When it comes to record-setting Nobel Prize recipients, there’s Marie Curie and there’s everyone else. The Polish-French scientist was the first woman to share a Nobel Prize (the 1903 physics award, with her husband Pierre and fellow French scientist Henri Becquerel, for their pioneering work on radioactivity) and was also the first woman to receive an unshared Nobel, the 1911 chemistry prize, for her discovery of the elements radium and polonium. That makes her the only person ever to win Nobel Prizes in two different sciences. As if that weren’t enough, four of her family members are also Nobel laureates. In addition to Pierre, her daughter and son-in-law shared the 1935 chemistry prize, while another son-in-law was the director of UNICEF when it won the 1965 peace prize.
The first woman to win the Nobel Peace Prize was Baroness Bertha Sophie Felicita von Suttner, née Countess Kinsky von Chinic und Tettau, who won in 1905. Von Sutter was the author of an influential anti-war novel and had a leading role in convincing dynamite magnate Alfred Nobel to include a peace prize in his bequest. The first female Nobel literature laureate was novelist Selma Lagerlöf, whose most popular book was about a boy who flies around Sweden on the back of a goose. The first woman to win the Nobel Prize for Physiology or Medicine was Gerty Theresa Cori, who shared the 1947 award for discovering how sugar-derived glycogen is used by the body as an energy source.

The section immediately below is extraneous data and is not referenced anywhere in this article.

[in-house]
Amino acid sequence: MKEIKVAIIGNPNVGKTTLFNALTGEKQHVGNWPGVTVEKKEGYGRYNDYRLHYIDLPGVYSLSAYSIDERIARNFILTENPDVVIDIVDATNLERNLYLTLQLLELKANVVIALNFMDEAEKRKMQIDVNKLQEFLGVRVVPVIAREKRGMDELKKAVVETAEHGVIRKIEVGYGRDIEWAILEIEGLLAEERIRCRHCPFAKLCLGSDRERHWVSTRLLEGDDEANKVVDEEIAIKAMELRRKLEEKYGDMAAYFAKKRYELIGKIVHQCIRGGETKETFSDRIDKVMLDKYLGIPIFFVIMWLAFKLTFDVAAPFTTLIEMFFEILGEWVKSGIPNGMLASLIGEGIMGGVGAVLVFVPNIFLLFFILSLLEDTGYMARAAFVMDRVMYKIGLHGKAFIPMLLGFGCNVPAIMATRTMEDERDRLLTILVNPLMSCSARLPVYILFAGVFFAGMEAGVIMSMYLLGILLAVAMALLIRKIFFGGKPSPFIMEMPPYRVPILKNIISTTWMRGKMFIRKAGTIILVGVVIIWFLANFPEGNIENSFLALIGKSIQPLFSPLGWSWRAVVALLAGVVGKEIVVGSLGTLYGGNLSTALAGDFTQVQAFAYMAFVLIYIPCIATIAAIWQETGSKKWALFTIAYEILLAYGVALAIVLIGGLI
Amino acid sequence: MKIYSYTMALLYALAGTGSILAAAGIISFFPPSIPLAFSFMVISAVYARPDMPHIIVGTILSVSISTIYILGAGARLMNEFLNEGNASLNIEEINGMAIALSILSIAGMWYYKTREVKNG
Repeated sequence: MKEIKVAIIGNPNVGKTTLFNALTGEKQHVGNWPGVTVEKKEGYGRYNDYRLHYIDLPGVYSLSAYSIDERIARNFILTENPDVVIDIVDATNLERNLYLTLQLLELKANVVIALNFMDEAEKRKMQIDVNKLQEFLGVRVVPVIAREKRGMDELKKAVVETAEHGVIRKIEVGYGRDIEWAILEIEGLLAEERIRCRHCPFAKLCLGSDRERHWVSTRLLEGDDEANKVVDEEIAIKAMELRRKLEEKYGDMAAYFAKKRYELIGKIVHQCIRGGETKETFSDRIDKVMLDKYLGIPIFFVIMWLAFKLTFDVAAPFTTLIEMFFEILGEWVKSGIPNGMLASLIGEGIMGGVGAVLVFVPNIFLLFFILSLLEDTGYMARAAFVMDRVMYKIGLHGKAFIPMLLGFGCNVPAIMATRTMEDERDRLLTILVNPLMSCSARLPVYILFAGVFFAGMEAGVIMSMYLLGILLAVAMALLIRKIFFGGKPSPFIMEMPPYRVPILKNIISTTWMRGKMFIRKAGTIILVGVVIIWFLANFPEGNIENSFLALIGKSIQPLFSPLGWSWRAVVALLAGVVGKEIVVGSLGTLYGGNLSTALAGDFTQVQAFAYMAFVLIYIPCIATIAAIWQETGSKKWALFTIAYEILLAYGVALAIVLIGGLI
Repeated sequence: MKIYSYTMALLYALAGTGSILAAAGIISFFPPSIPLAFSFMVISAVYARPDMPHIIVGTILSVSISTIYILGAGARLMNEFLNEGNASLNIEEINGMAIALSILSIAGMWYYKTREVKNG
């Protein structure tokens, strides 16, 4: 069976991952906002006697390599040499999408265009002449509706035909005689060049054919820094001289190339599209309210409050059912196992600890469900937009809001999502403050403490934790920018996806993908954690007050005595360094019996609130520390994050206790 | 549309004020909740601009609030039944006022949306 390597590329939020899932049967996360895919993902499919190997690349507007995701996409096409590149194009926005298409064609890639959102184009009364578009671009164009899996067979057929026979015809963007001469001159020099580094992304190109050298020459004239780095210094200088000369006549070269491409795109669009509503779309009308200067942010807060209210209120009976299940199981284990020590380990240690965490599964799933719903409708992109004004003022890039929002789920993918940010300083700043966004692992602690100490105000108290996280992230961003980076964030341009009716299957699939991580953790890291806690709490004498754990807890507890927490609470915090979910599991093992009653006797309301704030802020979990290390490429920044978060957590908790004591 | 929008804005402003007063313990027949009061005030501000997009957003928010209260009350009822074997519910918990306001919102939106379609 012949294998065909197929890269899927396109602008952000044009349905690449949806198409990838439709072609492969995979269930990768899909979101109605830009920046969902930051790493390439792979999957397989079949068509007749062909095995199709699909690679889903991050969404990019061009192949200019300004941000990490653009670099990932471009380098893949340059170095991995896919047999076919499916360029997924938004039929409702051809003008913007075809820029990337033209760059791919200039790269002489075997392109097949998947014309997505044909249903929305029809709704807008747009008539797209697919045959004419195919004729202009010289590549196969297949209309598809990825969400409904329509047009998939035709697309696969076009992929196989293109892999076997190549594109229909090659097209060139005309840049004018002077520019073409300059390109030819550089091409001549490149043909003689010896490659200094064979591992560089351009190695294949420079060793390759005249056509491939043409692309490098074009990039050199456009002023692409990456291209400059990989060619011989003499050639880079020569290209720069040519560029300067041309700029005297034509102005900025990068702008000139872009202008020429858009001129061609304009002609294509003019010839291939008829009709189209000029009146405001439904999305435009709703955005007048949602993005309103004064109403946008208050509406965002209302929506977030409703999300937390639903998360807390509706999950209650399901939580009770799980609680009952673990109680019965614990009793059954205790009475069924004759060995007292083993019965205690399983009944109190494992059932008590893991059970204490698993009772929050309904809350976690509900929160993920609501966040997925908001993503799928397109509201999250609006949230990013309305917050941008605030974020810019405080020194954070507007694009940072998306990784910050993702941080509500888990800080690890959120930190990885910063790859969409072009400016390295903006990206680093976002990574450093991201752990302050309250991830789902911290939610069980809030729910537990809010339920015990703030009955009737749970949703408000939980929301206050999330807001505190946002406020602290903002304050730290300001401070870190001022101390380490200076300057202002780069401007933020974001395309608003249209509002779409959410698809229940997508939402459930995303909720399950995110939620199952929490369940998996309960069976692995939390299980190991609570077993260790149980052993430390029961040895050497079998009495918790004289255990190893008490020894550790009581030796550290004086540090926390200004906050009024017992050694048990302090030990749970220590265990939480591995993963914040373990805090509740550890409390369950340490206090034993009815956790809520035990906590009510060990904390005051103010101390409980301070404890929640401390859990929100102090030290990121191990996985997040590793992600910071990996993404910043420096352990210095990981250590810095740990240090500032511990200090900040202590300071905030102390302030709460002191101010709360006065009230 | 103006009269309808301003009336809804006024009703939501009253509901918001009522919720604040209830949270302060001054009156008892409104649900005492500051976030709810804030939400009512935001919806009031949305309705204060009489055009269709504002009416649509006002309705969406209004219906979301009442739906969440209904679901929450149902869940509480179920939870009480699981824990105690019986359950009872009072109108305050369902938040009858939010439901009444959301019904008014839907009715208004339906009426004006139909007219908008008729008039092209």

The last first woman to win the Nobel in her category was Elinor Ostrom, who shared the 2009 economics prize for her groundbreaking analysis of common property. The wait was so long for a woman economics laureate in part because that prize wasn’t established until 1969. In all, as of 2016, Nobel Prizes have been awarded to 48 different women.